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When buying a home, it can be easy to get carried away with the excitement especially if you're a first-time homebuyer. As you look around the house, you can already imagine where to place the furniture, how to decorate the walls and so on. But don't forget to look for signs of trouble when buying a fixer upper house, especially in difficult to spot areas that could cost you a lot of money along the way. Here are common mistakes you should avoid when it comes to buying an old house.
1. Not paying attention to the red flags
Do you get starry-eyed when exploring new places? This would not be helpful when you look around a home that you're considering to buy. Among common areas that you should pay extra attention to are the roof, plumbing, electrical, HVAC systems, cracks, and molds. For roofs, check for any sign of leaks in the ceiling. For plumbing, make sure there is a good flow for fresh water to get in and dirty water out to the sewage. Check if the electrical wirings are in good condition and if there won't be a power failure when you turn on all the appliances at the same time. Lastly, don't forget to inspect the heating and air conditioning systems as well as crack on the walls which might indicate problems in the foundation. When you ignore these red flags, old house renovations could cost you a lot of money.
2. Not getting a home inspection
Because of the excitement, you might forget that you're buying a used house instead of a new one. Of course, there is no such thing as a perfect home. However, a seller is obligated to give you the home in the same condition when you bought it. When you buy a used house, you have more reasons to get a home inspection before you sign any paper. A home inspection will give you an idea of the true condition of the home, whether there are issues or underlying problems. A seller might have a home inspection result ready before listing their homes, especially on a hot market when things are moving along quickly. In a multiple offer situation, a home inspection might not take place at all. If getting a home inspection is possible in your case, make sure to get a trusted inspector from a trusted company who would make sure to follow the Canada home inspection checklist.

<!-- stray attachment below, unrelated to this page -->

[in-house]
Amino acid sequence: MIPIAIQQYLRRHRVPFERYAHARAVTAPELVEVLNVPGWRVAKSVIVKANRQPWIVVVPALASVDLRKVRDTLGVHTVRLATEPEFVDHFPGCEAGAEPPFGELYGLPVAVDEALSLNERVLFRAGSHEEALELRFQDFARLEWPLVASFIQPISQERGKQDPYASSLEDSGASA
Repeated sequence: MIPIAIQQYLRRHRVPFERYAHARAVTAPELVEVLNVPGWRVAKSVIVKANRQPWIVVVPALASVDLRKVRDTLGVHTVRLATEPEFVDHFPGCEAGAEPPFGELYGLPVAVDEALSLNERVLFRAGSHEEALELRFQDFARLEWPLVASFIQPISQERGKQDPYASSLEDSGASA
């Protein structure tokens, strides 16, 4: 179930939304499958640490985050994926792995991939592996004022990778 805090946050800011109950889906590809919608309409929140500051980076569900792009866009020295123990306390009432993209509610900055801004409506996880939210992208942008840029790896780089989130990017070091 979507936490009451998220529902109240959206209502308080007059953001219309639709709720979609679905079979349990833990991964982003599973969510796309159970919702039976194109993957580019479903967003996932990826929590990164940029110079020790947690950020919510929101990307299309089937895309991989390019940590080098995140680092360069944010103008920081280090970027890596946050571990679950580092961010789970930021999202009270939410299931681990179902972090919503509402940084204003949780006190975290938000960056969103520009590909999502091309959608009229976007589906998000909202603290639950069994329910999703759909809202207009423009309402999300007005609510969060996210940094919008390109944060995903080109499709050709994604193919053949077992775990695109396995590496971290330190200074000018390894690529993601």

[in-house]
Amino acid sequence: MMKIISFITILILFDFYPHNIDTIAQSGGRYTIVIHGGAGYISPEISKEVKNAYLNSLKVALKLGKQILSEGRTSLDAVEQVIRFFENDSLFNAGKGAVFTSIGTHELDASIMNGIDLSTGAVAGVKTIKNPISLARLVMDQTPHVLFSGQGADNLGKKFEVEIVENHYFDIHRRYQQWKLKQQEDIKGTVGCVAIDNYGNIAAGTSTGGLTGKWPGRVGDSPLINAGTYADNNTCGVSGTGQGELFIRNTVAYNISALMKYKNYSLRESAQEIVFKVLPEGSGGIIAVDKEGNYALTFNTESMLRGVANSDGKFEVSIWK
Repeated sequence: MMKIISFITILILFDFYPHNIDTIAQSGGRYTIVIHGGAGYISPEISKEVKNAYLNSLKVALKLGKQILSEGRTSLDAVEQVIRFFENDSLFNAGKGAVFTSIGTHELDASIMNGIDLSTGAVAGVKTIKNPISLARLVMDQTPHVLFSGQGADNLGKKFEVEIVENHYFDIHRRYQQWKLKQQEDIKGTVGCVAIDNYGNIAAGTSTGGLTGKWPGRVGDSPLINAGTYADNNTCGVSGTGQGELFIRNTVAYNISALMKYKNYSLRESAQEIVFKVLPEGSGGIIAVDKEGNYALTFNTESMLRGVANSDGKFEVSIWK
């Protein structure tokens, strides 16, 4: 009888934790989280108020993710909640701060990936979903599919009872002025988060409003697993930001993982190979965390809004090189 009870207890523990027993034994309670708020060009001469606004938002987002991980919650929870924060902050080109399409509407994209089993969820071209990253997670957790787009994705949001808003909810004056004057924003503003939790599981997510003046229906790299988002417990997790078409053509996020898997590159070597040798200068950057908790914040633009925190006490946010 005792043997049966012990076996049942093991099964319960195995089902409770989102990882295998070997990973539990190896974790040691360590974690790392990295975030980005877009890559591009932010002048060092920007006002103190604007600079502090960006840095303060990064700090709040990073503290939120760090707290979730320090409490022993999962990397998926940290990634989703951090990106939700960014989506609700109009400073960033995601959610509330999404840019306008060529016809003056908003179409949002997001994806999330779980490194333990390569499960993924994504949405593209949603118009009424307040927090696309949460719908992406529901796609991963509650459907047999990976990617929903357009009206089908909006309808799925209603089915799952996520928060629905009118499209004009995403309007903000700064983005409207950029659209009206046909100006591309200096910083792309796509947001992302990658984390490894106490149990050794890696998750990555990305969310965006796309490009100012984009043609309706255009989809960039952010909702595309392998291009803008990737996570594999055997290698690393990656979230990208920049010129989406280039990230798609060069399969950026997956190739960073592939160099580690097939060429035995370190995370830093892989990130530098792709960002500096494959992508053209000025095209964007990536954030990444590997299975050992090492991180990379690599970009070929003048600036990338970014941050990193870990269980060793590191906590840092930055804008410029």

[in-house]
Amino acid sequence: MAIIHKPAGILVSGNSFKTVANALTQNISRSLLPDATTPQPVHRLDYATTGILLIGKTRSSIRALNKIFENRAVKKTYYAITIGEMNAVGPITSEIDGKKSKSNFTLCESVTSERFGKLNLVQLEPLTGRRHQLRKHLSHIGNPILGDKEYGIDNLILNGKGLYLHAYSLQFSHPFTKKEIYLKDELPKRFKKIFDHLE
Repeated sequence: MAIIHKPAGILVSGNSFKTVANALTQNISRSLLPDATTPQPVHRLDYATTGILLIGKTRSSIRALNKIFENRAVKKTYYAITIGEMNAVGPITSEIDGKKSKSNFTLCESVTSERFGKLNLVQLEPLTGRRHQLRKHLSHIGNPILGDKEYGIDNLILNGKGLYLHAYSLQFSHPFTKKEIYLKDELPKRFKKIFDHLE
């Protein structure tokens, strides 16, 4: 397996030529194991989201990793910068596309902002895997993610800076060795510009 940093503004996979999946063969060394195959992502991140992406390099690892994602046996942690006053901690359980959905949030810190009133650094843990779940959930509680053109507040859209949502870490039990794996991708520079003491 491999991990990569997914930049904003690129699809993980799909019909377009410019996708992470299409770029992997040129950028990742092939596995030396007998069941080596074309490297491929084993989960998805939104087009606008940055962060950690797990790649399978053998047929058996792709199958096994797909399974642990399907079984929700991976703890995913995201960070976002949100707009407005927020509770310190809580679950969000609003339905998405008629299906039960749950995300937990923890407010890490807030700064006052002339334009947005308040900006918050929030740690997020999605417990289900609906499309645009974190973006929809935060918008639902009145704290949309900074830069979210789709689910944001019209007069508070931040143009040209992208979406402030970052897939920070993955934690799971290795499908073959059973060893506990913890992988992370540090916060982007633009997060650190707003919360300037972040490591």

3. Not asking for property disclosure
A property disclosure statement is an outline of any defects that might lower the value of a home. Sellers are expected to disclose these defects to potential buyers. A property disclosure can range from roofing and plumbing problems, to structural damages in the property, and even pest problems. Basically, it's a list of flaws that can potentially cost money later on, and prevent the buyer from enjoying the property. Although not mandatory by law, a buyer's agent might request for a disclosure. Those who bought a house with problems not disclosed will likely have regrets sooner or later.
These are just some of the common mistakes buyers make when buying a used home. Try not to get carried away with the excitement of home buying, instead be realistic with your expectations and look for potential issues in the property. Being practical and sticking to your original plans/needs for a property can also help you maintain your focus in the entire homebuying process.
If you have any questions or need help buying your home, I can help. You can contact me at 647-834-9928 or send an email to firstname.lastname@example.org